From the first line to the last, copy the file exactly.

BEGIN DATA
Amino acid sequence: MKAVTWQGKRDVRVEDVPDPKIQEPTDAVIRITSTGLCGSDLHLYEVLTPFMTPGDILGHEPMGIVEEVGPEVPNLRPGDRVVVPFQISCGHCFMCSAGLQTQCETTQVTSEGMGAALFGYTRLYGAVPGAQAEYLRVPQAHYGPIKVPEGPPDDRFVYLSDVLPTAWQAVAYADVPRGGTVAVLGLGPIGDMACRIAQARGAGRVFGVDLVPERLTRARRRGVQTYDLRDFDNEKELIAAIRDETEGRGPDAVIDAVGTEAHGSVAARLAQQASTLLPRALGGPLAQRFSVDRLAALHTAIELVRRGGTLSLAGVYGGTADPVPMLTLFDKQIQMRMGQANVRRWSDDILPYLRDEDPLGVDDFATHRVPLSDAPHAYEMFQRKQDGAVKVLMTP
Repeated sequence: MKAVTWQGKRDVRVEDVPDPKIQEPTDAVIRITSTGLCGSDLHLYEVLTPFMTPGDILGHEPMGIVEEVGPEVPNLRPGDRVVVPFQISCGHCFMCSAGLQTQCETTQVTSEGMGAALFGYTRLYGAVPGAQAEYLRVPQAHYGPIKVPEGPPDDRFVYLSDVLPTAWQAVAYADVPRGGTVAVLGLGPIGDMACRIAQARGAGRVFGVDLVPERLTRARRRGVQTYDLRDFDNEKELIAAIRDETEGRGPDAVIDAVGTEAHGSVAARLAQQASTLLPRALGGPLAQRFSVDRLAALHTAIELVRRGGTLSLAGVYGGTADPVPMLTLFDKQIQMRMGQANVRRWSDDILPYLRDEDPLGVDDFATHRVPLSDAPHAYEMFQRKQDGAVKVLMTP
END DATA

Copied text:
Amino acid sequence: MKAVTWQGKRDVRVEDVPDPKIQEPTDAVIRITSTGLCGSDLHLYEVLTPFMTPGDILGHEPMGIVEEVGPEVPNLRPGDRVVVPFQISCGHCFMCSAGLQTQCETTQVTSEGMGAALFGYTRLYGAVPGAQAEYLRVPQAHYGPIKVPEGPPDDRFVYLSDVLPTAWQAVAYADVPRGGTVAVLGLGPIGDMACRIAQARGAGRVFGVDLVPERLTRARRRGVQTYDLRDFDNEKELIAAIRDETEGRGPDAVIDAVGTEAHGSVAARLAQQASTLLPRALGGPLAQRFSVDRLAALHTAIELVRRGGTLSLAGVYGGTADPVPMLTLFDKQIQMRMGQANVRRWSDDILPYLRDEDPLGVDDFATHRVPLSDAPHAYEMFQRKQDGAVKVLMTP
Repeated sequence: MKAVTWQGKRDVRVEDVPDPKIQEPTDAVIRITSTGLCGSDLHLYEVLTPFMTPGDILGHEPMGIVEEVGPEVPNLRPGDRVVVPFQISCGHCFMCSAGLQTQCETTQVTSEGMGAALFGYTRLYGAVPGAQAEYLRVPQAHYGPIKVPEGPPDDRFVYLSDVLPTAWQAVAYADVPRGGTVAVLGLGPIGDMACRIAQARGAGRVFGVDLVPERLTRARRRGVQTYDLRDFDNEKELIAAIRDETEGRGPDAVIDAVGTEAHGSVAARLAQQASTLLPRALGGPLAQRFSVDRLAALHTAIELVRRGGTLSLAGVYGGTADPVPMLTLFDKQIQMRMGQANVRRWSDDILPYLRDEDPLGVDDFATHRVPLSDAPHAYEMFQRKQDGAVKVLMTP